Rounding Time

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Excel stores dates as the number of dates since December 31, 1899 unless you’re using the 1904 date option. Times are stored as decimals representing the fraction of a day. 12:00PM is stored as .5, for example. You can use this information to round times, say, to the nearest minute by converting the decimal to something that can be reliably rounded.

I usually start by creating a defined name to hold the conversion constant. The conversion constant is 86,400 or 24 hours x 60 minutes x 60 seconds. This results in the number of seconds since Dec. 31, 1989. Here’s the defined name that I set up:

RoundTime1

You can use this defined name in a formula, like this:

RoundTime2

Of course you could define the name as =24*60, but I often find that I need 86,400 in various places. I usually just define it that way and do any other specific conversions in the formula. In the above formula, I divide by 60 so that the integer portion is the minutes and the decimal portion is the seconds. Rounding to zero places rounds to the nearest minute.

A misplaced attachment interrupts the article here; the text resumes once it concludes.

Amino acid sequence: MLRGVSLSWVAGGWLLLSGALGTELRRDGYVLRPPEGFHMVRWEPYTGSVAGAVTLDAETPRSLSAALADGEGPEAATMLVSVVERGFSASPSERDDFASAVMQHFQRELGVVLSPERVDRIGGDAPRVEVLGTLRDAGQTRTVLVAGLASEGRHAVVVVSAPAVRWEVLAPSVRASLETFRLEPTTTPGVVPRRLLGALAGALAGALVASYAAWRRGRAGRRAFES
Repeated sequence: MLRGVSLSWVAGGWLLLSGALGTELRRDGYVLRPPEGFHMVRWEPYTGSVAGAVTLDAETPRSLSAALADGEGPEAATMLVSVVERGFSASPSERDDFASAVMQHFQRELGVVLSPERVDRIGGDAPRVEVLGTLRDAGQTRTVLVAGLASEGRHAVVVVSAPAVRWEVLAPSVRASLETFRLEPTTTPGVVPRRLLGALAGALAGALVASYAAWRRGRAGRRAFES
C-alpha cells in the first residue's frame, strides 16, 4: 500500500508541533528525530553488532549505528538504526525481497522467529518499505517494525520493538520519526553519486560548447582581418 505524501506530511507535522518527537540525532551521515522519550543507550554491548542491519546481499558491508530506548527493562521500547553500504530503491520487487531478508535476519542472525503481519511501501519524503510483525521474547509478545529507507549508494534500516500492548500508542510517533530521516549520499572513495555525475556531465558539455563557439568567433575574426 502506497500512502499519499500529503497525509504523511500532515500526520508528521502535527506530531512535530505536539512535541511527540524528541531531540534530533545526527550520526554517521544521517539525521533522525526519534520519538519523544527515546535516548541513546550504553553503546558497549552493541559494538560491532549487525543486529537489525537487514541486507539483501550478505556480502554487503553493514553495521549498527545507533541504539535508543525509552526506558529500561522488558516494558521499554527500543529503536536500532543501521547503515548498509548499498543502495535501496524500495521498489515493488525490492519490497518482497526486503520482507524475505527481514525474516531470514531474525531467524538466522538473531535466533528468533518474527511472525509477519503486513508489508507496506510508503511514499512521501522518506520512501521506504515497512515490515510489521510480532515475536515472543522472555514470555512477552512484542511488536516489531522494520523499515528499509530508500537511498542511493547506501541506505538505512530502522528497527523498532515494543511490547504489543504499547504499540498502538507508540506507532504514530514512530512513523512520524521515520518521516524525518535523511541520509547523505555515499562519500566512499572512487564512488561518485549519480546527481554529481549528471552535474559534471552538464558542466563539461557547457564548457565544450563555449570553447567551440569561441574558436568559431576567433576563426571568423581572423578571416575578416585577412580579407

Note also that the result is an integer representing the number of minutes. In some cases, you may want the result to be a time. In this example, I convert the time, round it, and covert it back to a time. The cells are formatted as time.

RoundTime3

4 thoughts on “Rounding Time

  1. ross

    Yeah good, but i think i’ll just stick to =MINUTE(NOW()) etc, just seems easier. Can’t think of a good reason to change.

  2. Edward Kam

    The Rounding Time solution is easy to follow but it seems that I’m unable to get the required results. In either of the interger or time formula, I would get 0:00. Even I changed the cell formatting either. Any advise? Thanks.

  3. Jitender Virmani

    Edward Kam – you missed the second conversion that’s why you are getting 0:00.
    I was also getting the same, but after second conversion and using cell formatting to time.
    Formula goes like this =ROUND(A5*(24*60),0)/(24*60)

  4. Jitender Virmani

    Edward Kam – you missed the second conversion that’s why you are getting 0:00.
    I was also getting the same, but after second conversion and using cell formatting to time, it worked well
    Formula goes like this =ROUND(A5*(24*60),0)/(24*60)

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